He asserted that “the work of peacemaking has begun.” Quoting from the biblical book of Isaiah, chapter 2 verse 4, he wrote: “May it one day be said that at this time in history we ‘beat [our] swords into plowshares, and [our] spears into pruning hooks; that nation shall not lift up swords against nation, neither shall [we] learn war anymore.’”
Communiqué calls churches to continue to raise voices for peace
At the end of the meeting the group agreed to a communiqué that said there can be no military solution to the crisis in Syria, and that it was time for the international community to take responsibility to end the violence and begin a political process toward peace.
“Now is the time to raise one voice for peace and work for a negotiated solution among all parties to the conflict,” the communiqué said. “Churches must continue to raise their voice in their congregations and with their governments. We must strengthen the public outcry so that those in power will protect the common interest of humanity.”
The communiqué follows in full:
Communiqué from the WCC consultation on the crisis in Syria
Church leaders from Syria, Russia, United States, United Kingdom, France, Germany, and Turkey, and representatives of international organizations in Geneva gathered for a World Council of Churches consultation on the crisis in Syria together with Mr. Kofi Annan and the Joint Representative for Syria, Mr. Lakhdar Brahimi.
Churches worldwide have spoken out against the war in Syria. Now is the time to raise one voice for peace and work for a negotiated solution among all parties to the conflict. Blessed are the peacemakers, the Scriptures say. Churches must continue to raise their voice in their congregations and with their governments. We must strengthen the public outcry so that those in power will protect the common interest of humanity.
We believe there can be no military solution to the crisis in Syria. It is time for the international community to assume its responsibility to end the violence and initiate a political process that brings peace for all the people of Syria. Resolute action now is necessary to save lives; waiting has already cost many lives. Collective action for peace is needed to save not only the people of Syria but also the surrounding region as well.
We urge the United Nations Security Council to adopt without delay a resolution based on the September 14 agreement by the Russian and American foreign ministers. We call on the governments of Russia and the United States to exercise their major responsibility for peace, collaborating to convince national and foreign parties to the conflict to put an end to the violence and accept the multilateral compromises that are essential for peace.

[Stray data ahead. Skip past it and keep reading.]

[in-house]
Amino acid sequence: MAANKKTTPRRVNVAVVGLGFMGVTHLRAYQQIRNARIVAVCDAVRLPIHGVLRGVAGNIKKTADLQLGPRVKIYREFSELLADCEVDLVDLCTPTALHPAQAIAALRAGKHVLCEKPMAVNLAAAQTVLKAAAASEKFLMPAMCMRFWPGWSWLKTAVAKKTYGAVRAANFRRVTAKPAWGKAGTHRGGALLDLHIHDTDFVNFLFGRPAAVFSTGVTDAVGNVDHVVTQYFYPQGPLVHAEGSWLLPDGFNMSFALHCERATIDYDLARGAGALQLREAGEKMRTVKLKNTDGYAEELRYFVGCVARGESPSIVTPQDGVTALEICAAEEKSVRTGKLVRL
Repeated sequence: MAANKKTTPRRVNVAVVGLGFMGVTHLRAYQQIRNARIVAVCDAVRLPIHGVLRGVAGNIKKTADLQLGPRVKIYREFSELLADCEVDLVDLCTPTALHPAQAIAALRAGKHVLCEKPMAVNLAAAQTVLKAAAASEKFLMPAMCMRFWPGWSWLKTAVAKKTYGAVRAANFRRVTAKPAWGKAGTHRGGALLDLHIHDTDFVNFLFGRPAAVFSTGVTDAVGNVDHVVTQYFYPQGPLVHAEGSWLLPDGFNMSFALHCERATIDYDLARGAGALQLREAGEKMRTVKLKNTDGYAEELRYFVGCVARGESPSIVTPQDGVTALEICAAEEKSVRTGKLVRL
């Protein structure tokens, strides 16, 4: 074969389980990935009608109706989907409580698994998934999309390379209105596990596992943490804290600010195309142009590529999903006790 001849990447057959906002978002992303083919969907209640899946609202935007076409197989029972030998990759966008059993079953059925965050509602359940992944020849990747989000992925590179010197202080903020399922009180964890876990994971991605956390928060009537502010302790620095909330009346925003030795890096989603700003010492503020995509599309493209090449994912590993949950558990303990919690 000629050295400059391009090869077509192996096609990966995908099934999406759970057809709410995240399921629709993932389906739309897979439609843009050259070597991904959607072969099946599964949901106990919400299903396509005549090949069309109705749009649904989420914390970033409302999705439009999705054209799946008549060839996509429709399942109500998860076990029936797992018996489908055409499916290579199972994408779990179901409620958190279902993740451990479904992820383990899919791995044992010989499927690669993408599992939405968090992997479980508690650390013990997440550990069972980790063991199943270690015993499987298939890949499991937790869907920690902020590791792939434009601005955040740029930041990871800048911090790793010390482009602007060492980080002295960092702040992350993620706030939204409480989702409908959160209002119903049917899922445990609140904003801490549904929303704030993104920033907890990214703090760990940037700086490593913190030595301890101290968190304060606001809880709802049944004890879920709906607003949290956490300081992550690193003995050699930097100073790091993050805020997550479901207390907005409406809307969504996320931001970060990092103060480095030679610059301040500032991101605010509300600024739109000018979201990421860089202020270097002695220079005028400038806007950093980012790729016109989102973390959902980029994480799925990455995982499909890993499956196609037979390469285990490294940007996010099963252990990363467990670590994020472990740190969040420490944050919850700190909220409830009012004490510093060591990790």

The Security Council must also set a date for a second peace conference on Syria, building on the foundations agreed but not implemented after the peace conference in 2012 in Geneva. Many tens of thousands more lives have been lost since then. Many thousands more lives are at stake now. To fail to reach conclusive results at the next Geneva conference is not an option.
The current openings for negotiations also need immediate steps to de-escalate the conflict, including the adoption of an arms embargo by the Security Council and measures to stop the flow of foreign combatants into Syria.
The humanitarian situation in Syria and in neighboring countries is precarious. Humanitarian assistance is a vital aspect of the churches’ mission and solidarity with those suffering. Such aid also contributes toward a process of reconciliation. National, regional, and international church ministries are alleviating the suffering of hundreds of thousands of Syrians affected by the war. It is important for church-related agencies to redouble their efforts now, including aid for refugees. Full humanitarian access is essential, as stipulated in the 2012 Geneva conference.
Christians in Syria are an integral part of a diverse society with a rich history. They have their place in civil society and commit themselves to build a future for Syria where citizens of all faiths enjoy equal rights, freedom, and social justice. They are also committed to engage in constructive dialogues with other religious and ethnic communities so that Syria’s pluralistic heritage is protected and secured. The WCC and the wider ecumenical family support such a process.
We join the people of Syria in prayer for a peaceful future for the country and the whole Middle East, and may our Lord keep them in His grace.
— Find out more about the World Council of Churches, where the Church of the Brethren is a founding member denomination, at www.oikoumene.org . A New York Times/Reuters article about the Syria consultation hosted by the WCC was published Sept. 19 and is online at www.nytimes.com/reuters/2013/09/19/world/middleeast/19reuters-syria-churches.html?_r=1&